Wednesday, July 2, 2014

Microreview [book]: Half a King by Joe Abercrombie

Abercrombie's Best Yet...



Joe Abercrombie's earlier works turned inside out all of my expectations for character development. Instead of character development, the heroes in his First Law books, Best Served Cold, and Red Country all suffer from character regression. People are downright bad. Vile. Morally challenged. Dare I say evil? But with a desire to redeem themselves and better their situations... until they realize it is futile to escape from who they really are. This formula shocked me, and and made me an instant fan.

But after six books of the same formula, I grew somewhat bored. Granted, Abercombie's books featured tight prose, hilarious anti-heroes, and truly poignant writing. But he began to feel like a hack. A great hack. The Stephen King of hacks, but a hack nonetheless. So I was excited to see what he would do with Half a King, a novel that is purportedly geared at a YA (young adult) audience. This alone is a big change of pace for Abercrombie--an attempt at grimdark light! 

If anything, with Half a King, Abercrombie exceeded my expectations. Everything that I like about his writing remains unchanged. Half a King is laced with lighthearted cynicism, punctuated with laugh-out-loud hilarity, and features some of the brutality that fans have come to know and love. But what he changed is even more important. Abercrombie dumped his traditional, grit-laced formula to tell a coming of age story set against a dark background. Oh happy day!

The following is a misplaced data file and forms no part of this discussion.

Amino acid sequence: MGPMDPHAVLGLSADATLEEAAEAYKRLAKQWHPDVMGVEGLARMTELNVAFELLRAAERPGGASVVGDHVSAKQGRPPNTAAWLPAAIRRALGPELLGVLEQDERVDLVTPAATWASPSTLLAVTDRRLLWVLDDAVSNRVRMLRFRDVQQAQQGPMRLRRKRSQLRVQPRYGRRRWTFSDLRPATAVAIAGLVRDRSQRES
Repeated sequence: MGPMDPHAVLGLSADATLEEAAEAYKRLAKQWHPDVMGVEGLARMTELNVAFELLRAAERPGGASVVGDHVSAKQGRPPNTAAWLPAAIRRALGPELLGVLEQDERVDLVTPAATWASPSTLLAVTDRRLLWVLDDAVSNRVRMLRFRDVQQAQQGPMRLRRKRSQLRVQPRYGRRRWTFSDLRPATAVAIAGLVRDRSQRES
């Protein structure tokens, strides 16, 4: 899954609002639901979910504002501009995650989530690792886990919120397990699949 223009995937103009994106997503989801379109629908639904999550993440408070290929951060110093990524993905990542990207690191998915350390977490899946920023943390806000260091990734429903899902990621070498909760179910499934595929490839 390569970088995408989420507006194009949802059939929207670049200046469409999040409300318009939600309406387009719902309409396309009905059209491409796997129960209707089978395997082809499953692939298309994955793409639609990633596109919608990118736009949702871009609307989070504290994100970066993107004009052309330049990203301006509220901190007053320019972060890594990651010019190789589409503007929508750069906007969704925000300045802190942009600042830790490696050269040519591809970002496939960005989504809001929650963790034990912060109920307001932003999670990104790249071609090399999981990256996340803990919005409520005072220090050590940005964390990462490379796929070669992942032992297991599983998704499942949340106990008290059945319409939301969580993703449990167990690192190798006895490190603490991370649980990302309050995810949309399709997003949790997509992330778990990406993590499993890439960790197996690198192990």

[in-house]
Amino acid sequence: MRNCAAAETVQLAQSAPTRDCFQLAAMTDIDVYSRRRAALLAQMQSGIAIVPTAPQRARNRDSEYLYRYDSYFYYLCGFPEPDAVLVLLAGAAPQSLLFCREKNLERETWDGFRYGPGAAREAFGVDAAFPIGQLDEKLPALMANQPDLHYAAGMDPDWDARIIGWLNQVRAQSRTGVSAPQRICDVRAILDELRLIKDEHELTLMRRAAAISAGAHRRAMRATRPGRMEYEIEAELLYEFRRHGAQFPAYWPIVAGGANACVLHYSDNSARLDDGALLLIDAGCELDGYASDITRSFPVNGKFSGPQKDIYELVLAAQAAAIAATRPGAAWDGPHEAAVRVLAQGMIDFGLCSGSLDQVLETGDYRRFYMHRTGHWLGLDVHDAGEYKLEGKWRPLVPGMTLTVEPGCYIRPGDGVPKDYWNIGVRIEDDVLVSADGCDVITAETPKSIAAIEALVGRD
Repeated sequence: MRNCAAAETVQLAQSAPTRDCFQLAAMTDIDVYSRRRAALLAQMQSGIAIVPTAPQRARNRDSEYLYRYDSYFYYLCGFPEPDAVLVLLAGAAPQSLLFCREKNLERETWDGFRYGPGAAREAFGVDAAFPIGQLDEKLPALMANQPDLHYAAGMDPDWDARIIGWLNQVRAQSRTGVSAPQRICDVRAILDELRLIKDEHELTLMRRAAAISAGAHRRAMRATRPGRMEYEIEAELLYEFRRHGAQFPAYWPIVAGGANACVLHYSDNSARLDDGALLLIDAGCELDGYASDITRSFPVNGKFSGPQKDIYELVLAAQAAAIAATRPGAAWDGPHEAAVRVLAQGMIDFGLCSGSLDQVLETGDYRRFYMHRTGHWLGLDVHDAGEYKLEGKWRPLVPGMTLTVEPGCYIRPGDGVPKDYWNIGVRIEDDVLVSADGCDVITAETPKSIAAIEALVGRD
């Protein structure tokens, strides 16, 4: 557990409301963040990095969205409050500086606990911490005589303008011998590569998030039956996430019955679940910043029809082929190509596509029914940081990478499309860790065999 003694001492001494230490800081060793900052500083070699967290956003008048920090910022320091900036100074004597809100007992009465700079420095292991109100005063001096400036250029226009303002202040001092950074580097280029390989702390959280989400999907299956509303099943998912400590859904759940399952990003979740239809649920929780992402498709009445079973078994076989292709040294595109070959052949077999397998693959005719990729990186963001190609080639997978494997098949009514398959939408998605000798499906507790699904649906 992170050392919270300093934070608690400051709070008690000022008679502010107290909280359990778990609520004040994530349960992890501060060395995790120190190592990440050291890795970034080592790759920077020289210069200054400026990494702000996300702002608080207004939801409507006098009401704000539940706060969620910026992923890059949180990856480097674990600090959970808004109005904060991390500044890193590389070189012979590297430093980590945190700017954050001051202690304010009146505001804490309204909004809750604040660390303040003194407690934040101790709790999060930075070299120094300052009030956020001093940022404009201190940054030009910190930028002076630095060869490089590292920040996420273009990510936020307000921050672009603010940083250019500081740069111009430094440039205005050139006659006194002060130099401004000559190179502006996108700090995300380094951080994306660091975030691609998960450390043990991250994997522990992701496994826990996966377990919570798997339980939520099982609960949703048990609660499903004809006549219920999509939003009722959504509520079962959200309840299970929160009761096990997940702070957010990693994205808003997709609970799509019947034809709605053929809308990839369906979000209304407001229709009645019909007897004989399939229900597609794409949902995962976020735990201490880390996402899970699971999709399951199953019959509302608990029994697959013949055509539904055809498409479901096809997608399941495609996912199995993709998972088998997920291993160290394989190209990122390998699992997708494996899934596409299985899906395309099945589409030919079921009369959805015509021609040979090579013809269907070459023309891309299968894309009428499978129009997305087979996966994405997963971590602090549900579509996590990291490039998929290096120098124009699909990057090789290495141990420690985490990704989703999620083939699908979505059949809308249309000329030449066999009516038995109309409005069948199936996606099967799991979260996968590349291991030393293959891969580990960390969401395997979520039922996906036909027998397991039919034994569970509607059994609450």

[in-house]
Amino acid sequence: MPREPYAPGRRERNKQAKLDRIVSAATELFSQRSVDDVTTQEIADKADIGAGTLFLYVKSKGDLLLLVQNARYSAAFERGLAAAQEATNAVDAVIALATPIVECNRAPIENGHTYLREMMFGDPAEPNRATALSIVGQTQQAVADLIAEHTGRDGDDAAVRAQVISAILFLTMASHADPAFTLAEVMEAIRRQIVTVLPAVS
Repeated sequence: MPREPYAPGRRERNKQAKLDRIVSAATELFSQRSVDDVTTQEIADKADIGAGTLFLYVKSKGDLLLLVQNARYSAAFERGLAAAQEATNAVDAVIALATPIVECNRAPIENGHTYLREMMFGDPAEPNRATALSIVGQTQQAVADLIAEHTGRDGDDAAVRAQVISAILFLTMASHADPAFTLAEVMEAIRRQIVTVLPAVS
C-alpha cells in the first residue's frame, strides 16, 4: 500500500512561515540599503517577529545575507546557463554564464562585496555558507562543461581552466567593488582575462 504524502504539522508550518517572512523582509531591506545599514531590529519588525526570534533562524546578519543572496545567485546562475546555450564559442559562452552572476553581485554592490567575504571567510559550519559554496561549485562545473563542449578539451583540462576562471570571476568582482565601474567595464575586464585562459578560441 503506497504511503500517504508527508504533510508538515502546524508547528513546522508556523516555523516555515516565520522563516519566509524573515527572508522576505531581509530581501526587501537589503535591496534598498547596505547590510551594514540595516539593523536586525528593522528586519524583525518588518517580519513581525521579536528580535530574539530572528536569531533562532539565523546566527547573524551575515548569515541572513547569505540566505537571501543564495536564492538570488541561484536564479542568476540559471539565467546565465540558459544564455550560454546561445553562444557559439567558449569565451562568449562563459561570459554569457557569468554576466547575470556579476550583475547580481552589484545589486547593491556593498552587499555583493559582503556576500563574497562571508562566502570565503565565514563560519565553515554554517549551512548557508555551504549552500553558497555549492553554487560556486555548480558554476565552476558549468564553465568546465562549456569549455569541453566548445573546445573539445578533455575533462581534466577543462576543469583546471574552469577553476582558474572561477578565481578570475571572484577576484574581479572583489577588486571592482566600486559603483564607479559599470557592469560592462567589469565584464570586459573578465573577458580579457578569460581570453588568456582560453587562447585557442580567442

The story centers around Prince Yarvi, a weak young intellectual (with half of one hand) and second in line to the throne who was born in an era dominated by the sword. He thus spent much of his life shirking his military responsibilities and learning to become a Minister, an advisor to the kings that reminds of the Maesters in GRRM's A Song of Ice and Fire. But the death of his father and older brother force Yarvi to take the throne and begin a quest for revenge, a quest that pits him against enemies from both near and afar.

Yarvi soon learns that although he lives in an era of the sword, to get by he must hone his wits. He is helped along the way by a motley group of truly likable characters, from the oarsmen Rulf and Jaud to the beautiful navigator Sumael and the swordsman Nothing. And his wits are further honed by his truly likable (!) enemies, some who bring to mind the comic thoughtfulness of Nicomo Cosca. It is this honing of his wits that turns Yarvi from adolescent boy into a thoughtful young man, one who realizes that he could have a good life ahead of him, and that his own worth does not center on his half a hand.

Perhaps this coming of age story is the only YA aspect of this novel (aside from the light word count). In fact, I am honestly surprised that Half a King is being marketed as a YA novel at all. It is almost wholly unrecognizable as YA fantasy. Half a King does feature teenage angst, but it does so against a grim, dark, and brutal background that would give me pause before recommending it to a young audience. 

Instead, this should be seen as the Pinot Noir of Abercrombie. Classic, but mild and somewhat toned down. I imagine tried and true Abercrombie fans will be outraged by his selling out to reach a bigger audience. But if anything, this book has made his writing more accessible to a broader audience. With Half a King, Abercrombie is trying to sell the love, and I would be surprised if it does not sell wildly. 

Highly recommended. This is his best book yet. 

The Math

Objective Quality: 8/10

Bonuses: +1 for twists and turns that kept me guessing; +1 for having such likable characters

Penalties: -1 for not really being a YA novel. 

Nerd Coefficient: 9/10 "standout in its category"

Read about our scoring system here. And remember, we categorically reject grade inflation!

POSTED BY: Jemmy, a SF/F fanatic, a failed wall gazer, and a Nerds of a Feather contributor since 2012.

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